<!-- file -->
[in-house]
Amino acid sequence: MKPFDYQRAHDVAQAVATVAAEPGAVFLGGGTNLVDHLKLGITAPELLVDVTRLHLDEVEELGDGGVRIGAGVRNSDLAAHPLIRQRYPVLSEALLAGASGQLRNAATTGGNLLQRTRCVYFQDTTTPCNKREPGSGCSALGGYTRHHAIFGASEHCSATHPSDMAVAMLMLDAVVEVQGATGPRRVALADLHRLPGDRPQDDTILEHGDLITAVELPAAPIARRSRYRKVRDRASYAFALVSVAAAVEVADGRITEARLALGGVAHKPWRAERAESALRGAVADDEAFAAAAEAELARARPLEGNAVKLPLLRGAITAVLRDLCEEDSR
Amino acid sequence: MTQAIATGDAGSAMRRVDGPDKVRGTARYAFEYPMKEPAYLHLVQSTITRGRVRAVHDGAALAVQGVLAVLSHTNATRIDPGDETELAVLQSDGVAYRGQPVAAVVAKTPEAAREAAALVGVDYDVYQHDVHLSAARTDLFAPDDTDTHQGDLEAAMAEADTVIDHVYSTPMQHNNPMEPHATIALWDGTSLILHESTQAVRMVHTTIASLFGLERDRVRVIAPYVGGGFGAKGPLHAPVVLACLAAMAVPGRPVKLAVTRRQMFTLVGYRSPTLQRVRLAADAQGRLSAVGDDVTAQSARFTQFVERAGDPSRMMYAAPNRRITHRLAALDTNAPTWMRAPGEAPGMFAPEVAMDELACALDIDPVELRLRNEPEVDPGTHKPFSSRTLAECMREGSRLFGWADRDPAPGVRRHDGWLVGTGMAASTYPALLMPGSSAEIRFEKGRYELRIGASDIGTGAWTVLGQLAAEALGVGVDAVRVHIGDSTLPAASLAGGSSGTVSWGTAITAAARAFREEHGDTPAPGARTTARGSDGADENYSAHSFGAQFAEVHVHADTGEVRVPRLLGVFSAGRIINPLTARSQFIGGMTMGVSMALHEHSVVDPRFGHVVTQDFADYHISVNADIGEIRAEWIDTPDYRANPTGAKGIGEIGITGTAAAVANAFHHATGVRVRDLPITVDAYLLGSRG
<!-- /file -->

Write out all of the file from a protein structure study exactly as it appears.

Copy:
[in-house]
Amino acid sequence: MKPFDYQRAHDVAQAVATVAAEPGAVFLGGGTNLVDHLKLGITAPELLVDVTRLHLDEVEELGDGGVRIGAGVRNSDLAAHPLIRQRYPVLSEALLAGASGQLRNAATTGGNLLQRTRCVYFQDTTTPCNKREPGSGCSALGGYTRHHAIFGASEHCSATHPSDMAVAMLMLDAVVEVQGATGPRRVALADLHRLPGDRPQDDTILEHGDLITAVELPAAPIARRSRYRKVRDRASYAFALVSVAAAVEVADGRITEARLALGGVAHKPWRAERAESALRGAVADDEAFAAAAEAELARARPLEGNAVKLPLLRGAITAVLRDLCEEDSR
Amino acid sequence: MTQAIATGDAGSAMRRVDGPDKVRGTARYAFEYPMKEPAYLHLVQSTITRGRVRAVHDGAALAVQGVLAVLSHTNATRIDPGDETELAVLQSDGVAYRGQPVAAVVAKTPEAAREAAALVGVDYDVYQHDVHLSAARTDLFAPDDTDTHQGDLEAAMAEADTVIDHVYSTPMQHNNPMEPHATIALWDGTSLILHESTQAVRMVHTTIASLFGLERDRVRVIAPYVGGGFGAKGPLHAPVVLACLAAMAVPGRPVKLAVTRRQMFTLVGYRSPTLQRVRLAADAQGRLSAVGDDVTAQSARFTQFVERAGDPSRMMYAAPNRRITHRLAALDTNAPTWMRAPGEAPGMFAPEVAMDELACALDIDPVELRLRNEPEVDPGTHKPFSSRTLAECMREGSRLFGWADRDPAPGVRRHDGWLVGTGMAASTYPALLMPGSSAEIRFEKGRYELRIGASDIGTGAWTVLGQLAAEALGVGVDAVRVHIGDSTLPAASLAGGSSGTVSWGTAITAAARAFREEHGDTPAPGARTTARGSDGADENYSAHSFGAQFAEVHVHADTGEVRVPRLLGVFSAGRIINPLTARSQFIGGMTMGVSMALHEHSVVDPRFGHVVTQDFADYHISVNADIGEIRAEWIDTPDYRANPTGAKGIGEIGITGTAAAVANAFHHATGVRVRDLPITVDAYLLGSRG